Now, you might argue that if God saw my choice in advance, then I have to choose cereal, otherwise God would be wrong. And God can't be wrong. But that is assuming what you are concluding.

Re-run the argument where time t is in the past and an omniscient being is looking back in time. The omniscient being is right about the past, and free-will is satisfied. Note that the being still can't be wrong, but a free-will decision has been made. The "can't be wrong" objection doesn't really exist, unless you say that "perfect knowledge of the past" is compatible with free-will, but knowledge of the future is not compatible. And once you do that, you are creating the conclusion from the assumption. Without that assumption, free-will and determinism are compatible. Knowing the future has no more impact on free-will as knowing the future.

Originally Posted by xjx388 View Post
Being omniscient implies that God creates each person knowing exactly what the course of their life will be.
True.

Originally Posted by xjx388 View Post
He knows, for example, that when he created a person, that person will die a horrible death from leukemia at age 10. He already knows who is (in Christianity) going to Heaven and who is not. He knew Ted Bundy would be a serial killer and that Mahatma Ghandi would be a man of peace.
True. These are the implications of compatibilism.

Originally Posted by xjx388 View Post
Neither ever had an actual choice. The course of their lives was sealed when he created them. It can’t be otherwise for an omniscient God.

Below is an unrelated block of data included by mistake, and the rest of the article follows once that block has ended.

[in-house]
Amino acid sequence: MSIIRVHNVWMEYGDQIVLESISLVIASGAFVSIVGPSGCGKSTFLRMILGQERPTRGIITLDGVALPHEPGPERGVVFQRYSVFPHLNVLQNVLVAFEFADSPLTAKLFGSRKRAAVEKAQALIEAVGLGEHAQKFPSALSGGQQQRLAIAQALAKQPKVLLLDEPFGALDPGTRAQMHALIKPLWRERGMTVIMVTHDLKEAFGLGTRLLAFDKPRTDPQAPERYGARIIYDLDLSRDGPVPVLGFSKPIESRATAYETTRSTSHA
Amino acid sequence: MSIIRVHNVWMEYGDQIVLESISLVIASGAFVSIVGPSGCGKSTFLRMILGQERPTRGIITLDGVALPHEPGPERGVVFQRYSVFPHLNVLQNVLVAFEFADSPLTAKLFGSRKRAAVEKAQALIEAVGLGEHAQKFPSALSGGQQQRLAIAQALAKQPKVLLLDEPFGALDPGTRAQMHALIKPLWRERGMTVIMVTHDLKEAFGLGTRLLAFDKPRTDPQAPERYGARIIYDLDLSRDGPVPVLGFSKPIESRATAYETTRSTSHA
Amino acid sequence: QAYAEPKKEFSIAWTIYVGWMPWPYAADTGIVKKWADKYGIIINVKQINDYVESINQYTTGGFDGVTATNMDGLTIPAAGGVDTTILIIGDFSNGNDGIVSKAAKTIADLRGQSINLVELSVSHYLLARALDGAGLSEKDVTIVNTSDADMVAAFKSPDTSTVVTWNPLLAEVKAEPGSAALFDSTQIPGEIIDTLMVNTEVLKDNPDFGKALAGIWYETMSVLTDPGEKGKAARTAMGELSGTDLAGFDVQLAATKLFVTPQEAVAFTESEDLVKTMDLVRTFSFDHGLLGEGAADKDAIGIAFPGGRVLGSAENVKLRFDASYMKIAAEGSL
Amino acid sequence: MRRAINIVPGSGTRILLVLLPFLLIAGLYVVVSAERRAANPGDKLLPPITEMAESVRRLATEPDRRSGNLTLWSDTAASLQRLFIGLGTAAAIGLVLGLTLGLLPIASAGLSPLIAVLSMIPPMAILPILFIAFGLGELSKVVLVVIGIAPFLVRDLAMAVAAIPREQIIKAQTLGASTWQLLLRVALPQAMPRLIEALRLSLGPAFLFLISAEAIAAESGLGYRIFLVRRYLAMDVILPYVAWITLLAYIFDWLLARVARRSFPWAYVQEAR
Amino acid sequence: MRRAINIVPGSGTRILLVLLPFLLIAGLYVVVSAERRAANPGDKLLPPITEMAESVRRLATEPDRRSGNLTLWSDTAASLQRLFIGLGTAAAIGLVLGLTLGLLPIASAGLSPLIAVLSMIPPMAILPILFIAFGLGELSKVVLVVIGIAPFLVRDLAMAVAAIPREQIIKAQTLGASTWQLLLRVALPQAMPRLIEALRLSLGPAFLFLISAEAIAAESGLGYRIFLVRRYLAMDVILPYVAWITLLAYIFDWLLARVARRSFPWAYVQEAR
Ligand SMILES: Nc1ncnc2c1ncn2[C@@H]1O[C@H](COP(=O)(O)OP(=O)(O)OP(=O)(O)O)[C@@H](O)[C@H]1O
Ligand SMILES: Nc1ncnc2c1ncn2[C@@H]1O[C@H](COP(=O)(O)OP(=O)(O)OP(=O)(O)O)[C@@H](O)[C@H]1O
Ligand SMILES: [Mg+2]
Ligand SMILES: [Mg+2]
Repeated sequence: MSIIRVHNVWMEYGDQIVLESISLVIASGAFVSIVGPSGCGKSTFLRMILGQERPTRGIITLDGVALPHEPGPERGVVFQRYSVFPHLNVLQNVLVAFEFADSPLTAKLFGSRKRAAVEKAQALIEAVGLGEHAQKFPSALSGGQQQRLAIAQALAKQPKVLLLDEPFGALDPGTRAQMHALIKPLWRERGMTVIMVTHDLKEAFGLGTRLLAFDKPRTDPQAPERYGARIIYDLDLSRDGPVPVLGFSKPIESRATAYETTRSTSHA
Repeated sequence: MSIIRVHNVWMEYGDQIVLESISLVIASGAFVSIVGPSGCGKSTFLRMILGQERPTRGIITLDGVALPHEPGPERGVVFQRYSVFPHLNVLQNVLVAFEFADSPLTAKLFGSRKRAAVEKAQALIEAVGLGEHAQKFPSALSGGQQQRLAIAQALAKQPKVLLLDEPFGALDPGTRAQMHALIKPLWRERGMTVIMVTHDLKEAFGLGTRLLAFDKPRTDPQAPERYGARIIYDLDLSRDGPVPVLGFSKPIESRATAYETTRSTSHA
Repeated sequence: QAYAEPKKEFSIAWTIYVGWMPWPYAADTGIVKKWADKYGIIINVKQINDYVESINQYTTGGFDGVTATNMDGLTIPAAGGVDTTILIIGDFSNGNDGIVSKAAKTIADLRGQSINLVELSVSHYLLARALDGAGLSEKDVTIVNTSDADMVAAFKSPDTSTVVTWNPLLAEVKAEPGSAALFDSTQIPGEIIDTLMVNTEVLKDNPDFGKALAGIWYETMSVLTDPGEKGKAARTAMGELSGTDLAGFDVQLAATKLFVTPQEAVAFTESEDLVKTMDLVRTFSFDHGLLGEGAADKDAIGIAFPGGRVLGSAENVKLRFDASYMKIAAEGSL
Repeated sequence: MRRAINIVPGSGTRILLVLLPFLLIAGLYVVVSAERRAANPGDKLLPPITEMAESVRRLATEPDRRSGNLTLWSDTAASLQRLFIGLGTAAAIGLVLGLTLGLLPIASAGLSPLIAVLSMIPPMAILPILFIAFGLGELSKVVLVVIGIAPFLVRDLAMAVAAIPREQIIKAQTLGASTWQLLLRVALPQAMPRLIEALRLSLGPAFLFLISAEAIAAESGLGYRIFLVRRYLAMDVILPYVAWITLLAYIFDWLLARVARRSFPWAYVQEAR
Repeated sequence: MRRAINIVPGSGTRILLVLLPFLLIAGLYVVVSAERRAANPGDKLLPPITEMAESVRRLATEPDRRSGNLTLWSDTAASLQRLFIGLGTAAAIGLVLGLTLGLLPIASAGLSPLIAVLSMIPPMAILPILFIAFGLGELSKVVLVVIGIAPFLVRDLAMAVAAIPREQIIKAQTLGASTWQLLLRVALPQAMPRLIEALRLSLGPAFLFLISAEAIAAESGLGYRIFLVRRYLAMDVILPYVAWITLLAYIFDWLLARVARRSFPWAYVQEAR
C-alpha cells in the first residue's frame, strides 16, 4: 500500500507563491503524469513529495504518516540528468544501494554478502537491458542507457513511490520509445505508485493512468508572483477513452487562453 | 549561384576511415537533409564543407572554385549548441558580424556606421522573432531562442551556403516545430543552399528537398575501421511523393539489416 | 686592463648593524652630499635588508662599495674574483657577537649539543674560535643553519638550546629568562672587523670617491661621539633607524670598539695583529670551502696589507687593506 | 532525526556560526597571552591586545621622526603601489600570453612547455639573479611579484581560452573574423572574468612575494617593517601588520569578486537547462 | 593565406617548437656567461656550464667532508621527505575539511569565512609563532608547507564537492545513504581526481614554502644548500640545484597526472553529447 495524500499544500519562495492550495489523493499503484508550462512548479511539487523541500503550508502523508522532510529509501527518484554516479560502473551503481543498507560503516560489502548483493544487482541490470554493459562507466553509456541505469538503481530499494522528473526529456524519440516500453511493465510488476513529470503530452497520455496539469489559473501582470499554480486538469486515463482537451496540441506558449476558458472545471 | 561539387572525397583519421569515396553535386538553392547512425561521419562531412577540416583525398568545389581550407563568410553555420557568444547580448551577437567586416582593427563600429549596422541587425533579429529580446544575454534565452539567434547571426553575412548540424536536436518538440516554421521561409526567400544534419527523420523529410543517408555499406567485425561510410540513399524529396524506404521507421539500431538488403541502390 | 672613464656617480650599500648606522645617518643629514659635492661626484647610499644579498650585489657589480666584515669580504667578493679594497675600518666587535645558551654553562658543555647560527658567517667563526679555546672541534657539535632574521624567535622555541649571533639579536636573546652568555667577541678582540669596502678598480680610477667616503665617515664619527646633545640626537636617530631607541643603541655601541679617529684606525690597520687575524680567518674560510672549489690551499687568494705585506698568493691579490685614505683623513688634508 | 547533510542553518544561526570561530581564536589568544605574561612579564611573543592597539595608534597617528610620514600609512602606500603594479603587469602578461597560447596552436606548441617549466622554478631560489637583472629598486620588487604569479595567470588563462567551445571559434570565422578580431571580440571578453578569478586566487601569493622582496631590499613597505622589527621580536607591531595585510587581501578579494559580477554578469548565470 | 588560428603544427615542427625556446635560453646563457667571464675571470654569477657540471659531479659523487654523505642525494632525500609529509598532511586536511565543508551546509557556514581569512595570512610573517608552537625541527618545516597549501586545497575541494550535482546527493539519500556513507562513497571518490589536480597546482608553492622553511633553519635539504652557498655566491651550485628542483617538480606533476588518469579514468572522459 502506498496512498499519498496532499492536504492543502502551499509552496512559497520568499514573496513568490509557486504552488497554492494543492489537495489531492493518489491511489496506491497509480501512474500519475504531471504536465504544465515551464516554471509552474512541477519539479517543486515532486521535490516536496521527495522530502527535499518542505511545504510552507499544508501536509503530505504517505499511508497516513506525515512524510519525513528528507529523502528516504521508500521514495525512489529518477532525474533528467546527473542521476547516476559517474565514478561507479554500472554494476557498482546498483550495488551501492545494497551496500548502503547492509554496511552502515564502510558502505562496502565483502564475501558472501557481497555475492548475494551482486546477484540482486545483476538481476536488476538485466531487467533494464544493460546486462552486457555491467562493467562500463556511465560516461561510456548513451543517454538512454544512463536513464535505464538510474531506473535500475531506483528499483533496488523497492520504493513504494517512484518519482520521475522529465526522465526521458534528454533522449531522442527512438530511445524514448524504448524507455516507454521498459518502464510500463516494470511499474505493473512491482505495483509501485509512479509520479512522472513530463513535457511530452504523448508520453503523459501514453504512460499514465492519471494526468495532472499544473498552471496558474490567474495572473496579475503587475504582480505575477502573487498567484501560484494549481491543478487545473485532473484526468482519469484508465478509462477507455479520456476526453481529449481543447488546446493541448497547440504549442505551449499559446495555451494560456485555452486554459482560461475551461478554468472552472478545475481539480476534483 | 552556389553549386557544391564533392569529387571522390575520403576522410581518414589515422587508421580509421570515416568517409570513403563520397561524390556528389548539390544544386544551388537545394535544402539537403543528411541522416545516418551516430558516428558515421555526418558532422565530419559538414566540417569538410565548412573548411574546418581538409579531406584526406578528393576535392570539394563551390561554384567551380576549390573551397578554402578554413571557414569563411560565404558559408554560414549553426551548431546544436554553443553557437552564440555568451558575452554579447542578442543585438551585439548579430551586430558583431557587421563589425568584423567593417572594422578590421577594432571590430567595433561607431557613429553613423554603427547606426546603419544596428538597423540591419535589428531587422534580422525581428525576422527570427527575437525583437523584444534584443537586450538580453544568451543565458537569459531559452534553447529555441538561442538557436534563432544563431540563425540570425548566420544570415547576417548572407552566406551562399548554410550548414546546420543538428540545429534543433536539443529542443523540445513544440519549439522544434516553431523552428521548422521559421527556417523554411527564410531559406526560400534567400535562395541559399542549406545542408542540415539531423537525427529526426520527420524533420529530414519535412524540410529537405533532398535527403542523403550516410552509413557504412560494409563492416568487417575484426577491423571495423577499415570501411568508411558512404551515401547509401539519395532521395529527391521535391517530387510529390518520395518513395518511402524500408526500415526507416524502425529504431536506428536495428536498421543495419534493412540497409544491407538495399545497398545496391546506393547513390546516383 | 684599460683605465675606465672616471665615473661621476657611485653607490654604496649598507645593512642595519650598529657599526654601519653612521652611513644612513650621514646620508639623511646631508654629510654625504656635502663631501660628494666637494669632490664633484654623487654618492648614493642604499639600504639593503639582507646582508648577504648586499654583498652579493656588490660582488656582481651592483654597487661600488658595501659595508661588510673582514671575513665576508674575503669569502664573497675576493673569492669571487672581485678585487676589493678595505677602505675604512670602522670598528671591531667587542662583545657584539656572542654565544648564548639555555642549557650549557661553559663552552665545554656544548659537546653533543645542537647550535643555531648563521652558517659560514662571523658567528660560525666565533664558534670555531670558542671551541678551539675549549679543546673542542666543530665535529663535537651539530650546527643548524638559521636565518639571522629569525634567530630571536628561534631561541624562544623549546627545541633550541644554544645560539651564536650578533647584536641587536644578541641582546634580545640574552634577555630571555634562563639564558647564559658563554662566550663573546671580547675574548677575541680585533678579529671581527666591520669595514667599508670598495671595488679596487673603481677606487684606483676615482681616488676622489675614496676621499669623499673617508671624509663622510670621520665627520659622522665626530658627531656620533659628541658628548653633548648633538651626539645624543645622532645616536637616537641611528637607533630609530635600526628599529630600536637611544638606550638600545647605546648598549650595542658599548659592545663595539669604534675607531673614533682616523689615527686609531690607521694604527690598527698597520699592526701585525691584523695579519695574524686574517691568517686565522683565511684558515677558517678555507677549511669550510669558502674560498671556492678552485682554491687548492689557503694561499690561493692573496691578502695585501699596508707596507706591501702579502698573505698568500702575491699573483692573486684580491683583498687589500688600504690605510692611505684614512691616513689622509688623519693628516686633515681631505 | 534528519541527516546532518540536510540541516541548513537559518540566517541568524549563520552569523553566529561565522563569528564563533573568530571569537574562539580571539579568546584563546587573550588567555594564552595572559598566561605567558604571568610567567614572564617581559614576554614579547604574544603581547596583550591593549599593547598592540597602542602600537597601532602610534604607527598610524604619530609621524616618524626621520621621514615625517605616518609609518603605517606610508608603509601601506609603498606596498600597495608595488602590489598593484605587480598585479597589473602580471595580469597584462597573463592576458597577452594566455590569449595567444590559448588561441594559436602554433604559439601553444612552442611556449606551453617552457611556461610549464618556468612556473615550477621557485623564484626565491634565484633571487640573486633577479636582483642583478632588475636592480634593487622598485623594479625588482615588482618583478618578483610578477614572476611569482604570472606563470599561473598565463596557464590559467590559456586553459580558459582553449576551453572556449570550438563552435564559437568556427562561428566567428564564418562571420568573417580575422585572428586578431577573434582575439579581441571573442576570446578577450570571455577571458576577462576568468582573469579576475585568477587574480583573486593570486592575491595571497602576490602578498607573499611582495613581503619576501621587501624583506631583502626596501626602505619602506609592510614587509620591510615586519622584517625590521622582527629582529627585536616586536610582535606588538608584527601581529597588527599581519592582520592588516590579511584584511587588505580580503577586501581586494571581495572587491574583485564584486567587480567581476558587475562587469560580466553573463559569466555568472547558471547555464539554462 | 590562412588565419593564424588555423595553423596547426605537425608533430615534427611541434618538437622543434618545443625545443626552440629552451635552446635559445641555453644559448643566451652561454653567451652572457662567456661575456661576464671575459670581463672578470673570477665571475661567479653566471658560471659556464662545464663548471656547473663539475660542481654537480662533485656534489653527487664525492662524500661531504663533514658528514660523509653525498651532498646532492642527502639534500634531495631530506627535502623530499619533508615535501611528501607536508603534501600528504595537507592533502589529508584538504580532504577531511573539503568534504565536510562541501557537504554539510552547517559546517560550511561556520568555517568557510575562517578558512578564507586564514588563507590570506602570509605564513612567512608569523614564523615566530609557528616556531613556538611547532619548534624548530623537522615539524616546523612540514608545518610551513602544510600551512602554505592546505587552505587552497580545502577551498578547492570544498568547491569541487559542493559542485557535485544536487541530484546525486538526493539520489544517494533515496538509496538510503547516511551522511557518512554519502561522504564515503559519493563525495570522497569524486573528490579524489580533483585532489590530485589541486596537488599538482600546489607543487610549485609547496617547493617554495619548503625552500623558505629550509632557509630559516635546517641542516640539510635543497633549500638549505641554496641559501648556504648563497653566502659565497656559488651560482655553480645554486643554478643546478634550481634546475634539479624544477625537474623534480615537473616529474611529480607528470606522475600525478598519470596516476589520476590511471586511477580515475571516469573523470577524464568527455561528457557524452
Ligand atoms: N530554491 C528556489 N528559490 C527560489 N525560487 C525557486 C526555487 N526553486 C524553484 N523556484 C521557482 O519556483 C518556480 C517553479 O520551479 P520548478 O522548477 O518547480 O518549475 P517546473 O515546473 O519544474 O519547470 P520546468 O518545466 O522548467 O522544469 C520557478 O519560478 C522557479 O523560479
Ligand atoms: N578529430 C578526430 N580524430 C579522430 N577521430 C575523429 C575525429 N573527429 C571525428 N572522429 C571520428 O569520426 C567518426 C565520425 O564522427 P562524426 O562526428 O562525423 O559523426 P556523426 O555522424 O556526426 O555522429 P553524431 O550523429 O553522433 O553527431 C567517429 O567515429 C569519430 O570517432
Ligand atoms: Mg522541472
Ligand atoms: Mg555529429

That goes back to my question: without assuming in advance that knowledge of the future removes free-will, can God make a predetermined script, based on what He knows you will freely choose at time t?

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Old 1st August 2020, 10:17 PM   #279
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I think omniscience and free will are logically incompatible, as is the usual case with omnis.

I think there's a little difference between prediction and foreknowledge.

If God knows everything and is always right, then for all intents and purposes, everything has not only already happened, but it must have happened entirely from the very moment the universe began. You can't be omniscient if you didn't know yesterday what you know today. If God is omniscient the entire course of history must be complete and inevitable from the moment of creation, and actual freedom is logically impossible.

Omniscience carries determinism with it. Like the determinism that underlies chaos it may be beyond our ability to see, and functionally look like freedom to us, and maybe that's good enough, but it isn't the same.

If, as is surmised, even an omnipotent god cannot violate logic, that god cannot also grant freedom of will without sacrificing his omniscience.
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Old 1st August 2020, 10:35 PM   #280
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Originally Posted by GDon View Post
Still, my question stands: Can God make a predetermined script, based on what He knows you will freely choose at time t? I'll discuss the implications below.


Premises:

A. I have free-will. I can choose between eggs or cereal for breakfast at time t.
B. God knows what I will do in advance

Argument:

1. God sees me choose cereal for breakfast at time t
2. I can choose eggs or cereal for breakfast at time t
3. I choose cereal for breakfast at time t

I have exercised my free-will, and God is right about the future. I still have the ability to choose eggs at time t (from (2)), it's just that I chose cereal. Perfectly compatible! Is there anything stopping my free-will at (2)? Not that I can see.
False from the get go. god doesn't "see" you choose cereal at all. god always knew from before you were even a stirring in your father's loins that you absolutely would chose cereal. You have no choice in the matter.
2 is false because you have no choice.
3 is obvious because you have no choice.

OR

god is not omniscient.

Which?